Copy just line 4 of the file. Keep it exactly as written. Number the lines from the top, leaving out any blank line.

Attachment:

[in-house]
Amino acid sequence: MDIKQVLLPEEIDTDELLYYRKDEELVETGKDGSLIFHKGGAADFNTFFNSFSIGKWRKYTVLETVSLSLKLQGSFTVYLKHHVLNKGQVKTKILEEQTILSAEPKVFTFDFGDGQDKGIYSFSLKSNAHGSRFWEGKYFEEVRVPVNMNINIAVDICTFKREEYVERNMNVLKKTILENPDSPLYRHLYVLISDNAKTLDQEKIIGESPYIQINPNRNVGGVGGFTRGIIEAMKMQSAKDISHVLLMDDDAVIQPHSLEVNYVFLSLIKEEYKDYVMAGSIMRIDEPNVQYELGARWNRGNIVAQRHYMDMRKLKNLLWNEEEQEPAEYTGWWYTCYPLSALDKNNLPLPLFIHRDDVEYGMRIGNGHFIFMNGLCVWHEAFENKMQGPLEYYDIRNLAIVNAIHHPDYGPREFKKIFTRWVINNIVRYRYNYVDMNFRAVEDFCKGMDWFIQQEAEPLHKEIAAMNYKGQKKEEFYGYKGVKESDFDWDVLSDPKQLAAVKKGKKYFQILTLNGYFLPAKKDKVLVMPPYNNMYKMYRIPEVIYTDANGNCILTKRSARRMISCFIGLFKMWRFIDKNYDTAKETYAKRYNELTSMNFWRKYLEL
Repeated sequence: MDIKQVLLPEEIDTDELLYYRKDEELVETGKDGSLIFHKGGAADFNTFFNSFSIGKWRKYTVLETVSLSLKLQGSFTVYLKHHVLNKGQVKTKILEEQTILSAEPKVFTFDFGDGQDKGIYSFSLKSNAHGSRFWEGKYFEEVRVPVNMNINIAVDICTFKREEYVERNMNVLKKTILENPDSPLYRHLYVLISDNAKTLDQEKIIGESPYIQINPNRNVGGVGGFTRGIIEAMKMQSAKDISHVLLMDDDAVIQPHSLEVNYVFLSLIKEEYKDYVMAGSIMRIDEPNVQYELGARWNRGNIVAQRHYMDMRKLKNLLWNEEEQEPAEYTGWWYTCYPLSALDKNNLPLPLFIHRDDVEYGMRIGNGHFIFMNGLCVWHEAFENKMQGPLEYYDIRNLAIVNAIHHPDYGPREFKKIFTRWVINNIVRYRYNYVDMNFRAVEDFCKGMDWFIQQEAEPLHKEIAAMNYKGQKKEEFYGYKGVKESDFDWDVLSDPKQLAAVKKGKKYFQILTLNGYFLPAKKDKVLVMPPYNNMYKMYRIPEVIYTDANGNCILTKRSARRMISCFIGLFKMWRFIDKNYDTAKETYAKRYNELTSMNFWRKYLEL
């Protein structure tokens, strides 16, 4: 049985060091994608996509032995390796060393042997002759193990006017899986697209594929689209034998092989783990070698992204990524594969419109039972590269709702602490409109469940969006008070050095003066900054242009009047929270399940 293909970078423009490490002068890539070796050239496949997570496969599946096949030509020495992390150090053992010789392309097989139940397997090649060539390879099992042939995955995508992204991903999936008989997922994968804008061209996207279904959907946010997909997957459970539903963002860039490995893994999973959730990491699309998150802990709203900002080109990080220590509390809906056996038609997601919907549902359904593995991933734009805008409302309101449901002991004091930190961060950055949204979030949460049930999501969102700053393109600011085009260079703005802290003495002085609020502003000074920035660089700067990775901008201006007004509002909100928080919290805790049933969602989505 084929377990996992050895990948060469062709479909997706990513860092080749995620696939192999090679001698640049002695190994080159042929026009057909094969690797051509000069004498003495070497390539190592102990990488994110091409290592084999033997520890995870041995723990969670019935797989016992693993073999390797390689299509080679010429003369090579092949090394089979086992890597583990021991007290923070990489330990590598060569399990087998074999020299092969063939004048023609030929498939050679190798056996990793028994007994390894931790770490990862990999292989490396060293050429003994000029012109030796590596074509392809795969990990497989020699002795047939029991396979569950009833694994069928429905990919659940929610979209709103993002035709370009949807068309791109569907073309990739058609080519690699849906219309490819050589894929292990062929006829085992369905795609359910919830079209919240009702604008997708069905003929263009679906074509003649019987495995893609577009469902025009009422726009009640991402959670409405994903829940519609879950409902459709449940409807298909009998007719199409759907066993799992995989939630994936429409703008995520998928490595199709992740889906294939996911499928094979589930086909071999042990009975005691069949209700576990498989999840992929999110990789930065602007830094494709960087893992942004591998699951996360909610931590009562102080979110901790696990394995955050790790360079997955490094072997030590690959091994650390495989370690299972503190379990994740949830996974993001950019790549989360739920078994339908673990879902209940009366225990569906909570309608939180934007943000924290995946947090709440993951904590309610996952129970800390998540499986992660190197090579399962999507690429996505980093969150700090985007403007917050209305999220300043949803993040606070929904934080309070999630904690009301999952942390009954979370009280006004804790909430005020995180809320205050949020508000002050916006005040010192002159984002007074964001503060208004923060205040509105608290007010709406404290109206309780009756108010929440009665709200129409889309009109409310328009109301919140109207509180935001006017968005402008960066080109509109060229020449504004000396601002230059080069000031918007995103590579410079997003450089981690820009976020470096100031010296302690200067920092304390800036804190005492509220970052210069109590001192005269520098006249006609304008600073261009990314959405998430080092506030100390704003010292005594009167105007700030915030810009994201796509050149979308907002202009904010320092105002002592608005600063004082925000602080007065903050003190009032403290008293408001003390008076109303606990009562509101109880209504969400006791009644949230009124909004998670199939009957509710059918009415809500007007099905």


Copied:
């Protein structure tokens, strides 16, 4: 049985060091994608996509032995390796060393042997002759193990006017899986697209594929689209034998092989783990070698992204990524594969419109039972590269709702602490409109469940969006008070050095003066900054242009009047929270399940 293909970078423009490490002068890539070796050239496949997570496969599946096949030509020495992390150090053992010789392309097989139940397997090649060539390879099992042939995955995508992204991903999936008989997922994968804008061209996207279904959907946010997909997957459970539903963002860039490995893994999973959730990491699309998150802990709203900002080109990080220590509390809906056996038609997601919907549902359904593995991933734009805008409302309101449901002991004091930190961060950055949204979030949460049930999501969102700053393109600011085009260079703005802290003495002085609020502003000074920035660089700067990775901008201006007004509002909100928080919290805790049933969602989505 084929377990996992050895990948060469062709479909997706990513860092080749995620696939192999090679001698640049002695190994080159042929026009057909094969690797051509000069004498003495070497390539190592102990990488994110091409290592084999033997520890995870041995723990969670019935797989016992693993073999390797390689299509080679010429003369090579092949090394089979086992890597583990021991007290923070990489330990590598060569399990087998074999020299092969063939004048023609030929498939050679190798056996990793028994007994390894931790770490990862990999292989490396060293050429003994000029012109030796590596074509392809795969990990497989020699002795047939029991396979569950009833694994069928429905990919659940929610979209709103993002035709370009949807068309791109569907073309990739058609080519690699849906219309490819050589894929292990062929006829085992369905795609359910919830079209919240009702604008997708069905003929263009679906074509003649019987495995893609577009469902025009009422726009009640991402959670409405994903829940519609879950409902459709449940409807298909009998007719199409759907066993799992995989939630994936429409703008995520998928490595199709992740889906294939996911499928094979589930086909071999042990009975005691069949209700576990498989999840992929999110990789930065602007830094494709960087893992942004591998699951996360909610931590009562102080979110901790696990394995955050790790360079997955490094072997030590690959091994650390495989370690299972503190379990994740949830996974993001950019790549989360739920078994339908673990879902209940009366225990569906909570309608939180934007943000924290995946947090709440993951904590309610996952129970800390998540499986992660190197090579399962999507690429996505980093969150700090985007403007917050209305999220300043949803993040606070929904934080309070999630904690009301999952942390009954979370009280006004804790909430005020995180809320205050949020508000002050916006005040010192002159984002007074964001503060208004923060205040509105608290007010709406404290109206309780009756108010929440009665709200129409889309009109409310328009109301919140109207509180935001006017968005402008960066080109509109060229020449504004000396601002230059080069000031918007995103590579410079997003450089981690820009976020470096100031010296302690200067920092304390800036804190005492509220970052210069109590001192005269520098006249006609304008600073261009990314959405998430080092506030100390704003010292005594009167105007700030915030810009994201796509050149979308907002202009904010320092105002002592608005600063004082925000602080007065903050003190009032403290008293408001003390008076109303606990009562509101109880209504969400006791009644949230009124909004998670199939009957509710059918009415809500007007099905």